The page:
A sundowner is a northerly offshore wind in Santa Barbara, California. It occurs when a region of high pressure is directly north of the area, the coast of which trends east–west. This contrasts with the more typical onshore flow. The winds blow with greatest force when the pressure gradient is perpendicular to the axis of the Santa Ynez Mountains, which rise directly behind Santa Barbara. These winds often precede Santa Ana events by a day or two, as it is normal for high-pressure areas to migrate east, causing the pressure gradients to shift to the northeast.
Sundowners are particularly dangerous during wildfire season because the air heats and dries as it descends from the mountains to the sea. Gale force hot, dry winds can make firefighting impossible. A sundowner quickly burned a swath from the mountains through populated areas and across Highway 101 into Hope Ranch during the 1990 Painted Cave Fire. The most intense periods of the Jesusita Fire's destruction have also been blamed on sundowner winds. The Sherpa Fire grew to 4,000 acres (1,600 ha) overnight due to the sundowner winds, destroying the water system for El Capitán State Beach at the beginning of the 2016 fire season.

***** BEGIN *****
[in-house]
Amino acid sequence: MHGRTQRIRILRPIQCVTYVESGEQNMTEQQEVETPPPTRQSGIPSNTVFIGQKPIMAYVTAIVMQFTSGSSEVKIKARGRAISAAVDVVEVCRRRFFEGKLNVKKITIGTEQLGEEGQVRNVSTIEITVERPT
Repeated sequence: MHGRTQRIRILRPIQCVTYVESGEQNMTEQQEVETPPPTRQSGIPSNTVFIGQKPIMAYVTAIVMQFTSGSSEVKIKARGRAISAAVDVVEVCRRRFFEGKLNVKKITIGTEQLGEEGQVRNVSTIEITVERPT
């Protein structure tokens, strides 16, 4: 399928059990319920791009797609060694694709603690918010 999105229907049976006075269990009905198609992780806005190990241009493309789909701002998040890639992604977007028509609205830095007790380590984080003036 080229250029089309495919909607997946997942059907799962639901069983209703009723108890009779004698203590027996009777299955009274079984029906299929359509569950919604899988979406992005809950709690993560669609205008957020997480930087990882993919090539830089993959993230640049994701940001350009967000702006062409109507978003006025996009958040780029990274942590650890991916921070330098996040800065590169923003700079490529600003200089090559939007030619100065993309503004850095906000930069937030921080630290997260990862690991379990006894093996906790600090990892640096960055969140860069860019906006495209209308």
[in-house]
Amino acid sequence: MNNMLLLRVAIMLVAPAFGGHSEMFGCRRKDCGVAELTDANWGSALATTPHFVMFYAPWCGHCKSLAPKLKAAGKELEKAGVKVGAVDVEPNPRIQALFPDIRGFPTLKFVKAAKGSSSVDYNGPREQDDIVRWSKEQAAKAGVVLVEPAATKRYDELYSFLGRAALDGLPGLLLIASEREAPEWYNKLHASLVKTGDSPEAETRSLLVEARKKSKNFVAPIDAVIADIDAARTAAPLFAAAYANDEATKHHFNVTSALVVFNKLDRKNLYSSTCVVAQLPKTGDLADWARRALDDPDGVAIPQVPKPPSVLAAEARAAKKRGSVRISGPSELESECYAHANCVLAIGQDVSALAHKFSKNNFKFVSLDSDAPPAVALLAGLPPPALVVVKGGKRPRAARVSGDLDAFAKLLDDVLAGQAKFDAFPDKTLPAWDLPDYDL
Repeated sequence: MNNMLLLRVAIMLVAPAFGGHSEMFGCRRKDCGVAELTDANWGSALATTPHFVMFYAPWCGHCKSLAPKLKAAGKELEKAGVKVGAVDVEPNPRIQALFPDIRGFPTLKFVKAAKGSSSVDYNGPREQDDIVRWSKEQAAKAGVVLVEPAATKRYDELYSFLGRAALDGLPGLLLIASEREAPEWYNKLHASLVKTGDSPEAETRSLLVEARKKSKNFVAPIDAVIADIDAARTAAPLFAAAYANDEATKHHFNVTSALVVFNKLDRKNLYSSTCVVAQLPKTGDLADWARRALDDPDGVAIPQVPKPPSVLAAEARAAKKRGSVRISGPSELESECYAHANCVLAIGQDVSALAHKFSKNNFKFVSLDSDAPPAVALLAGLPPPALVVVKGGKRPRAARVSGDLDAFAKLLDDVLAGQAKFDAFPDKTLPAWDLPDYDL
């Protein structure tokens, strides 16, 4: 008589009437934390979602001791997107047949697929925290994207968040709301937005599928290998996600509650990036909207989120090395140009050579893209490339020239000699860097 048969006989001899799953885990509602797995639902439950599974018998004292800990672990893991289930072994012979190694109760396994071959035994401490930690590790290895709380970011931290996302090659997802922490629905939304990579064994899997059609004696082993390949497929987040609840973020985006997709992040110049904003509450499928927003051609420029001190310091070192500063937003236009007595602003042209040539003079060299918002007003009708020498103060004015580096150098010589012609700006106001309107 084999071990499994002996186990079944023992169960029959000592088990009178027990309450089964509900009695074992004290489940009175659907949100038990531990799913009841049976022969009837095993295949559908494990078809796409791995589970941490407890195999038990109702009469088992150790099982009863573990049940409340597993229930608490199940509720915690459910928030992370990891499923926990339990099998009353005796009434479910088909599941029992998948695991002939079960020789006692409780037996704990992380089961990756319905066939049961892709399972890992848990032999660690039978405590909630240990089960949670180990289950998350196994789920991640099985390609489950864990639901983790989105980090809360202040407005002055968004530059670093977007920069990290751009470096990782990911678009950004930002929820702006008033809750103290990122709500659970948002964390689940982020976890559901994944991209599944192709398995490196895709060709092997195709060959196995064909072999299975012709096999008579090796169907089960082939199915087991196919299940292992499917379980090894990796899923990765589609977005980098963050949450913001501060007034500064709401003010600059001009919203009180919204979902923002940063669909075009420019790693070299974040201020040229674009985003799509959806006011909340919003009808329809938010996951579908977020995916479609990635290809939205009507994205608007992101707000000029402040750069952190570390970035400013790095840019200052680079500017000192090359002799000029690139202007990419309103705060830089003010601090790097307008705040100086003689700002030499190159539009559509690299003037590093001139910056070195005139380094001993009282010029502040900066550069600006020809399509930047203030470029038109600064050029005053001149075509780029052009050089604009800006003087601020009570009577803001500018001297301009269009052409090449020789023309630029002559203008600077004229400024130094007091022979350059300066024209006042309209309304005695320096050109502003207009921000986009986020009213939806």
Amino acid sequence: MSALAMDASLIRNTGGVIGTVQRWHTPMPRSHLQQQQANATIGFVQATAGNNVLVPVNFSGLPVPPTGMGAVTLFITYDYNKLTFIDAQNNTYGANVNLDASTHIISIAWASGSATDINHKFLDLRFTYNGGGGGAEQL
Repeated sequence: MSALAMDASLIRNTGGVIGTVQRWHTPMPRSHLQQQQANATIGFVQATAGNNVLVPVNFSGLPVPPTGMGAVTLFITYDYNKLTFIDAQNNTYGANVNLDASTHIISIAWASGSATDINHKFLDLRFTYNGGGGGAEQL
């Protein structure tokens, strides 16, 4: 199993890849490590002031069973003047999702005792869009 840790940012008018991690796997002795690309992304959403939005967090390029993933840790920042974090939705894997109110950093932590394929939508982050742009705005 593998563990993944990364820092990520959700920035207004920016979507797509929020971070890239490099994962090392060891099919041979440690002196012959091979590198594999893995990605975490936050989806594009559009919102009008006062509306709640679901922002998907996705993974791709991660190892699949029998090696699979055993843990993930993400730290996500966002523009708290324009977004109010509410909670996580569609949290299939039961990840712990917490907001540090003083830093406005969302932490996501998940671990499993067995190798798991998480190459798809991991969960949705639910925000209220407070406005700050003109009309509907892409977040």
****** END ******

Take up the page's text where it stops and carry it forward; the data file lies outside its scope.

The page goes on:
The etymology of the word sundowner is uncertain, but it may derive from the Spanish term zonda, or from the Arabic simoom, which are both similar wind phenomena.. It is also typically the case that sundowner winds commence in the evening right around sunset, when onshore sea breezes abate, and offshore flows, such as the sundowners, pick up.
- Ryan, G., and L. E. Burch, 1992. An analysis of sundowner winds: A California downslope wind event. Preprints, Sixth Conf. on Mountain Meteorology, Portland, Oregon, Amer. Meteor. Soc., 64–67.
- Serna, Joseph; Fernandez, Alexia (June 17, 2016). "Santa Barbara County declares state of emergency after wildfire grows to 4,000 acres overnight". Los Angeles Times. Retrieved 17 June 2016.
- Pine, Stephen J. (2016). California: A Fire Survey. Tucson: University of Arizona Press. p. 66. ISBN 0816532613.